five-year infrastructure plan to the Legislature.  The plan must 
          contain Identification of infrastructure requested by agencies; 
          aggregate funding for transportation; infrastructure needs for 
          K-12 education; instructional facility needs for UC, CSU, and 
          the Community Colleges; and the cost of providing the 
          infrastructure, sources of funding, and impact on the state's 
          debt position.  The last five-year infrastructure report was 
          issued in 2008, and the current Administration indicates that it 
          will issue an updated report in 2012.  Governor Schwarzenegger 
          issued the California Strategic Growth Plan in 2007 and 2008, 
          which outlined the state's infrastructure needs over the next 
          two decades.  Existing law also requires the Governor's Office 
          of Planning and Research to prepare a State Environmental Goals 
          and Policy Report every four years, which looks at state growth 
          and development over the next 20 to 30 years and includes 
          approved environmental goals and policies.  The last 
          Environmental Goals and Policy Report that a Governor approved, 
          however, was An Urban Strategy for California (1978).

          SB 907 is intended to provide a more dynamic mechanism for 
          studying the state's infrastructure needs with a broader view 
          and for a longer planning window than existing efforts.  The 
          bill requires the plan to include a process for periodical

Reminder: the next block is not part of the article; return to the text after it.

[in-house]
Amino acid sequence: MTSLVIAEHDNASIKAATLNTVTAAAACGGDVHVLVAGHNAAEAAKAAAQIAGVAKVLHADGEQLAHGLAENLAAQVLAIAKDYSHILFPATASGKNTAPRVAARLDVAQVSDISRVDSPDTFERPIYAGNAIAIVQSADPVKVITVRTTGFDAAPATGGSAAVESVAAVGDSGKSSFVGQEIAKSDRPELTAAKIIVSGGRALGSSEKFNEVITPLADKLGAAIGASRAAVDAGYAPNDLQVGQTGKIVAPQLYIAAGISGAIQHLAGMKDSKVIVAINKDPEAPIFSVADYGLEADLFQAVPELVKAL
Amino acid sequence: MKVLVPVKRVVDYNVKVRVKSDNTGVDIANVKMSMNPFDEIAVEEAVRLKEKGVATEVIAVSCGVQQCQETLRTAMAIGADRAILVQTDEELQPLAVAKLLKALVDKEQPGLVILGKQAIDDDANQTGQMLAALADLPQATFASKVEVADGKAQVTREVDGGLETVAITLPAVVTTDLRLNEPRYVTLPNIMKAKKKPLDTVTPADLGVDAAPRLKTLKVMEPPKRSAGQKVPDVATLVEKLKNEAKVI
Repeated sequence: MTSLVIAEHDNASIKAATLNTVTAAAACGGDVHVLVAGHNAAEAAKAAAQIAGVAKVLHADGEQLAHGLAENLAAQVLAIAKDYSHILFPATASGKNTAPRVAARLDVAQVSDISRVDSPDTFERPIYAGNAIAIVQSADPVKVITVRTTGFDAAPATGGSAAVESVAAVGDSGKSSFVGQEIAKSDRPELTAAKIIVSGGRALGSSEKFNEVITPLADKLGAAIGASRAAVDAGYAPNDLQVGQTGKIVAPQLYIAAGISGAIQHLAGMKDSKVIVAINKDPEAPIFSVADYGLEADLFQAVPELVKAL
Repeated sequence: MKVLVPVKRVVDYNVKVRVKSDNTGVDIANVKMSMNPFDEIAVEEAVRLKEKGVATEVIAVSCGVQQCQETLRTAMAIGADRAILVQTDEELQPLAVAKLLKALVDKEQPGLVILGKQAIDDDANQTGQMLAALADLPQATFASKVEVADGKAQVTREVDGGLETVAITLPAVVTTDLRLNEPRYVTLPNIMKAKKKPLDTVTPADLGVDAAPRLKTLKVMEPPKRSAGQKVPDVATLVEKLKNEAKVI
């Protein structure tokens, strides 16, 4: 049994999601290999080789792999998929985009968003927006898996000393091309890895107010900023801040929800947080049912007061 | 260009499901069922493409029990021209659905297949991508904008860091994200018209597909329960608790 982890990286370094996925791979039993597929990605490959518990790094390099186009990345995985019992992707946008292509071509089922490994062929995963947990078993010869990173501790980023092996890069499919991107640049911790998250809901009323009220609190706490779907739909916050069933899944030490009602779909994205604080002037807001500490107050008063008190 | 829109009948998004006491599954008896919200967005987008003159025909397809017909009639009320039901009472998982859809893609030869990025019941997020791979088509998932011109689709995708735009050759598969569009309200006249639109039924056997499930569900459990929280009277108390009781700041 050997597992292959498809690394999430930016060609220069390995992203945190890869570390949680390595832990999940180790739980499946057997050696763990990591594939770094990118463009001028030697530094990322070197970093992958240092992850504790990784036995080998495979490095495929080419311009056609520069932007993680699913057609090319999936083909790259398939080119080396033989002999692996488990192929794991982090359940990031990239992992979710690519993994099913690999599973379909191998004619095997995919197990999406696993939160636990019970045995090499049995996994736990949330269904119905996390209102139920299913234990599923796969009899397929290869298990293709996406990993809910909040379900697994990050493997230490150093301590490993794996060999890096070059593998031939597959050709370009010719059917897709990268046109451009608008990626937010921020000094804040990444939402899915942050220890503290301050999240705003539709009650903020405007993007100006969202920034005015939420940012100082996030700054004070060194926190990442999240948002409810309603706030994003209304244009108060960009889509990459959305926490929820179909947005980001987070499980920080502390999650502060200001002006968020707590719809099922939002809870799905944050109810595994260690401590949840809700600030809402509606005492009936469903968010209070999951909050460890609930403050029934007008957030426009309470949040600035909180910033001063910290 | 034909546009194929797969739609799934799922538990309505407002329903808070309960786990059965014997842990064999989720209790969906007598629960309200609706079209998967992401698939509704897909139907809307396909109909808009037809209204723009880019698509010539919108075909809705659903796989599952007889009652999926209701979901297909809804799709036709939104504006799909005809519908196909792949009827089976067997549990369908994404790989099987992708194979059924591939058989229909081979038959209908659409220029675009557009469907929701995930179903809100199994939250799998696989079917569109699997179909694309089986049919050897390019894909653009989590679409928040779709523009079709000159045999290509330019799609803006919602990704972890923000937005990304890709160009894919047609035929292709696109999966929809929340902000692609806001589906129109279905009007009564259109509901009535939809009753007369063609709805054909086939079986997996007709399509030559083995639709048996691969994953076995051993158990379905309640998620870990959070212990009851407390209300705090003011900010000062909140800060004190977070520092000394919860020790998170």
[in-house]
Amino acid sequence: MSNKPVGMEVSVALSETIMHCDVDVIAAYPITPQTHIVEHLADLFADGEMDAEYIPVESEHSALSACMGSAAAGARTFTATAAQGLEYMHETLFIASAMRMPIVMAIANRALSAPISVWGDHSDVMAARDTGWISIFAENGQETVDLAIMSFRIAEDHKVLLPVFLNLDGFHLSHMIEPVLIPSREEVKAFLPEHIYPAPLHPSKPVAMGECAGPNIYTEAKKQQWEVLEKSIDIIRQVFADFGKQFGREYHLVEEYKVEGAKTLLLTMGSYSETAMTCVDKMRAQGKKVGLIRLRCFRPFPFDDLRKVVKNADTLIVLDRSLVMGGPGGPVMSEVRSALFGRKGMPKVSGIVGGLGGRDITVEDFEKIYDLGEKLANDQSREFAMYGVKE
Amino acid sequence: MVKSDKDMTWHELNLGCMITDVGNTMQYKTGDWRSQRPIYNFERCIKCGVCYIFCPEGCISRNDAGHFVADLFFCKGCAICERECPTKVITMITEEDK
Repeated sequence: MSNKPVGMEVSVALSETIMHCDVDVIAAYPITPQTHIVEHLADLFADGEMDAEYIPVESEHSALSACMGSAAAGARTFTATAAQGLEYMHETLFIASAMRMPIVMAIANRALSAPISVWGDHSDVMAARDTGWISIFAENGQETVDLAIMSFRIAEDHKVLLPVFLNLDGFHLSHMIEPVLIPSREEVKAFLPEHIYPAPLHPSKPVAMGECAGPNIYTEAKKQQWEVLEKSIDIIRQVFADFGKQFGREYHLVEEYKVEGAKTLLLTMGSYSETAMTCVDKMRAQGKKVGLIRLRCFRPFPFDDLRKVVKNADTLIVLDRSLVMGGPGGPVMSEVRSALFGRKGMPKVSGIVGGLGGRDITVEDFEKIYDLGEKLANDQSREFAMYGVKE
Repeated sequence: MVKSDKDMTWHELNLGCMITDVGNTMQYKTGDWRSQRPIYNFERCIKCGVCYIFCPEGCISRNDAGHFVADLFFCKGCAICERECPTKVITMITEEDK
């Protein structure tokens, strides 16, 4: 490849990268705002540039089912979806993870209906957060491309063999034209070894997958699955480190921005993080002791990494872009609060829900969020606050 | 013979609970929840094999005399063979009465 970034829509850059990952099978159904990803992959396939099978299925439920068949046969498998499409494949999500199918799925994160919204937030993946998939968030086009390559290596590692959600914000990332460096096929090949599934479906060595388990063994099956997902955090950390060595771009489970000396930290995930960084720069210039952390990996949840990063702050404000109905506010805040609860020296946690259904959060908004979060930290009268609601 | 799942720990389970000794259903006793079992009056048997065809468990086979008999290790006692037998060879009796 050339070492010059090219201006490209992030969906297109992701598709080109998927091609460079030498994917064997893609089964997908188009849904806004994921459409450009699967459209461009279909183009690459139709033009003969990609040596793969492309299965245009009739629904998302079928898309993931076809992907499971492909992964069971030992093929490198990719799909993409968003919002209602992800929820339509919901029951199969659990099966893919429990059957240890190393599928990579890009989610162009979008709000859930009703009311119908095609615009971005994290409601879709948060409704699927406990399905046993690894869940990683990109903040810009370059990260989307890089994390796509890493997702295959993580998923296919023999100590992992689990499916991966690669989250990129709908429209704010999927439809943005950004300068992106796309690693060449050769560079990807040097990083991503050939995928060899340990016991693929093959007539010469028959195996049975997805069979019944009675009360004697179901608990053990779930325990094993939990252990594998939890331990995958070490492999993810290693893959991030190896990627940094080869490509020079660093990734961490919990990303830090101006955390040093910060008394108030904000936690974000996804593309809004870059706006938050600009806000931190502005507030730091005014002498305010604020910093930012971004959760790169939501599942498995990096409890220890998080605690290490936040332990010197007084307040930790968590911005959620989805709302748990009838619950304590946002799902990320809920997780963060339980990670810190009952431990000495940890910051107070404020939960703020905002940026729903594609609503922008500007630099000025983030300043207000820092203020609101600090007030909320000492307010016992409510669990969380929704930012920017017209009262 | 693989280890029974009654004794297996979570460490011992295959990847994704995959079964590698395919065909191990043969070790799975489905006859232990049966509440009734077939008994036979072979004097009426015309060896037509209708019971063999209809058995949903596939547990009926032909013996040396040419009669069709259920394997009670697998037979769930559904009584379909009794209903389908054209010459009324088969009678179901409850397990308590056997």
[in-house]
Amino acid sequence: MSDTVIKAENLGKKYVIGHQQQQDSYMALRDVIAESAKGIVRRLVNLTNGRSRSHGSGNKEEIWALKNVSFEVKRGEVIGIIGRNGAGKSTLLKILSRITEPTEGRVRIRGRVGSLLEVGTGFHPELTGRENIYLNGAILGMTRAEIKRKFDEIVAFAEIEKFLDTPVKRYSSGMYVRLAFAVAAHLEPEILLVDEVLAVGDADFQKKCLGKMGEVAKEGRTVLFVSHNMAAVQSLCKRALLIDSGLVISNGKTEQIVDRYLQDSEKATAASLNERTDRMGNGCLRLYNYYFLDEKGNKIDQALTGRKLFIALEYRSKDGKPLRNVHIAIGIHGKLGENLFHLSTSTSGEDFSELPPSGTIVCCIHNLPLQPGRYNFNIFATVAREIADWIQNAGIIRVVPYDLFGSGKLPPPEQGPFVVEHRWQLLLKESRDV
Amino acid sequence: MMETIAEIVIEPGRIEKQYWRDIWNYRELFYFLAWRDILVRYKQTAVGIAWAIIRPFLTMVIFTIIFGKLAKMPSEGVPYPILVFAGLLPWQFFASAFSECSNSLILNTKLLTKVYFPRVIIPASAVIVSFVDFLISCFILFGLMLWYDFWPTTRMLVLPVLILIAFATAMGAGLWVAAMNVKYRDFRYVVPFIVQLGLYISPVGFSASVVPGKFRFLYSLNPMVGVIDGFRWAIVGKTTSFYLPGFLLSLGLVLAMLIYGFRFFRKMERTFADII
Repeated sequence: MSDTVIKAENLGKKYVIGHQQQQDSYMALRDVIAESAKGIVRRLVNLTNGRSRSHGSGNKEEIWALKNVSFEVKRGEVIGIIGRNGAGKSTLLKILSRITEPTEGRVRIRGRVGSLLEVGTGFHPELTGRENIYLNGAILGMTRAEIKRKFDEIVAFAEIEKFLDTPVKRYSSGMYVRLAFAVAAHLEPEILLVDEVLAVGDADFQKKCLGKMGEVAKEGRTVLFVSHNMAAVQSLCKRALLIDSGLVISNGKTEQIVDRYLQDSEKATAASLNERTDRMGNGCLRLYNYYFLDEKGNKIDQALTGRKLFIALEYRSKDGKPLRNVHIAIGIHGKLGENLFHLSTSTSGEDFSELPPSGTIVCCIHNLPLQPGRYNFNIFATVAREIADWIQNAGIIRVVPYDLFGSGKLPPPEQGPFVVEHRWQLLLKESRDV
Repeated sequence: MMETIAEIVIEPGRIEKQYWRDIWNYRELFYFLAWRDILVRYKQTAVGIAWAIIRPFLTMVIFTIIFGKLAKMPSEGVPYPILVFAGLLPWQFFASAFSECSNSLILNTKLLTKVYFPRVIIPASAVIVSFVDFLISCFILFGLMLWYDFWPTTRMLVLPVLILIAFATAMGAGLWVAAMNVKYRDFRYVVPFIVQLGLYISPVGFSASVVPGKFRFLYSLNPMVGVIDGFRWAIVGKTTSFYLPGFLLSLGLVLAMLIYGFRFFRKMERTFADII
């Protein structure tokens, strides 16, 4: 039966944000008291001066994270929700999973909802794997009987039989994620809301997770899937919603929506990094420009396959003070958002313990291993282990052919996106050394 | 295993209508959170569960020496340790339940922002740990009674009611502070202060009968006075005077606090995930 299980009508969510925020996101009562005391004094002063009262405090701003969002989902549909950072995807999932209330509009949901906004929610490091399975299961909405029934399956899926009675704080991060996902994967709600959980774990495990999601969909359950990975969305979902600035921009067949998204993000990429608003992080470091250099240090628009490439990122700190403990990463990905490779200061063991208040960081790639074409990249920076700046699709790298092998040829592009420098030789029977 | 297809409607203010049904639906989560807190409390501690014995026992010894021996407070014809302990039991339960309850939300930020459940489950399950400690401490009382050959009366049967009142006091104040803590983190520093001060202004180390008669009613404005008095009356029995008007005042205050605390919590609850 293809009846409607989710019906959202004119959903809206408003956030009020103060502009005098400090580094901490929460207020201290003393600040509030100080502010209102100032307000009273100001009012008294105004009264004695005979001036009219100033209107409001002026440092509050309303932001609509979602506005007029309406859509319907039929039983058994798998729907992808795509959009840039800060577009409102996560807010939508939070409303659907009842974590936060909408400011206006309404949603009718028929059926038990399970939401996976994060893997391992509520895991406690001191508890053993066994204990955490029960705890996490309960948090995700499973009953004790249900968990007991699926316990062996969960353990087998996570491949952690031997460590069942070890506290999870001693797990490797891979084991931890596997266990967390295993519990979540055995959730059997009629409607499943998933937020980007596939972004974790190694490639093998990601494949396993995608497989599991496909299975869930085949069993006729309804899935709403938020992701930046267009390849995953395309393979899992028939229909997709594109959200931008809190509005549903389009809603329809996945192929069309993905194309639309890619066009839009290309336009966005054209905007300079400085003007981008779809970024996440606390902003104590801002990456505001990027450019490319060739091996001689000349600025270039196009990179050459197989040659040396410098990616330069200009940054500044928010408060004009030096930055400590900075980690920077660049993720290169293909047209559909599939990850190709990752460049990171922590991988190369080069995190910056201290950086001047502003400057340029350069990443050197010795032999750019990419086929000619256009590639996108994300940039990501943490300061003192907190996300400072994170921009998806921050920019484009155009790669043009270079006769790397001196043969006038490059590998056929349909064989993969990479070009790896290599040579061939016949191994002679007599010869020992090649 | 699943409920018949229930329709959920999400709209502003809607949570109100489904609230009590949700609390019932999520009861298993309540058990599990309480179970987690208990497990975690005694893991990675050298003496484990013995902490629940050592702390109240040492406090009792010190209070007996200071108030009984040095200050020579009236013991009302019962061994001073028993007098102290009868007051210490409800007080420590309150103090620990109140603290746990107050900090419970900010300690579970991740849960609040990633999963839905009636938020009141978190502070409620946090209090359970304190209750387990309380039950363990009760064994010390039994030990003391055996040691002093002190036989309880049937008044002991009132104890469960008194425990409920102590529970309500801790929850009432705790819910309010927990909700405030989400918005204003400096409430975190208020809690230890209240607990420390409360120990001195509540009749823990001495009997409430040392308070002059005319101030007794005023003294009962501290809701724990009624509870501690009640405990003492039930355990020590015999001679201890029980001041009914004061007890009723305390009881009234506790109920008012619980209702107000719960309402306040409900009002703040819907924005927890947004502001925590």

adjustments of the type, distribution, and priority of 
          infrastructure projects to meet changing circumstances.  

          In addition to the full-time chair and executive positions 
          identified in the bill, the commission would likely need 
          additional full-time staff, which may include contracts for 
          outside experts, as specified.  The bill also authorizes staff 


          SB 907 (Evans)
          Page 2

          to be loaned from other relevant state agencies.  The borrowing 
          of staff whose core function may be dedicated to other state 
          services may be infeasible, resulting in loss of productivity in 
          departments that are currently undergoing staff reductions.  To 
          the extent staff are redirected from other state departments to 
          the commission, those affected departments would experience 
          staff cost pressures.  Staff estimates that total costs for 
          dedicated staff, contracts for consultants, and ongoing 
          operations would be in the range of $1 million over the life of 
          the commission.  Costs could be higher to the extent that the 
          commission is unable to borrow staff from other agencies.  Since 
          the bill requires an appropriation from the CDIAC fund prior to 
          implementing any of the bill's requirements, these costs would 
          likely not be incurred until a budget is approved for the 
          2012-13 fiscal year.

          Staff notes that this bill is substantially similar to AB 2579 
          (Evans), which was held under submission in the Assembly 
          Appropriations Committee last year.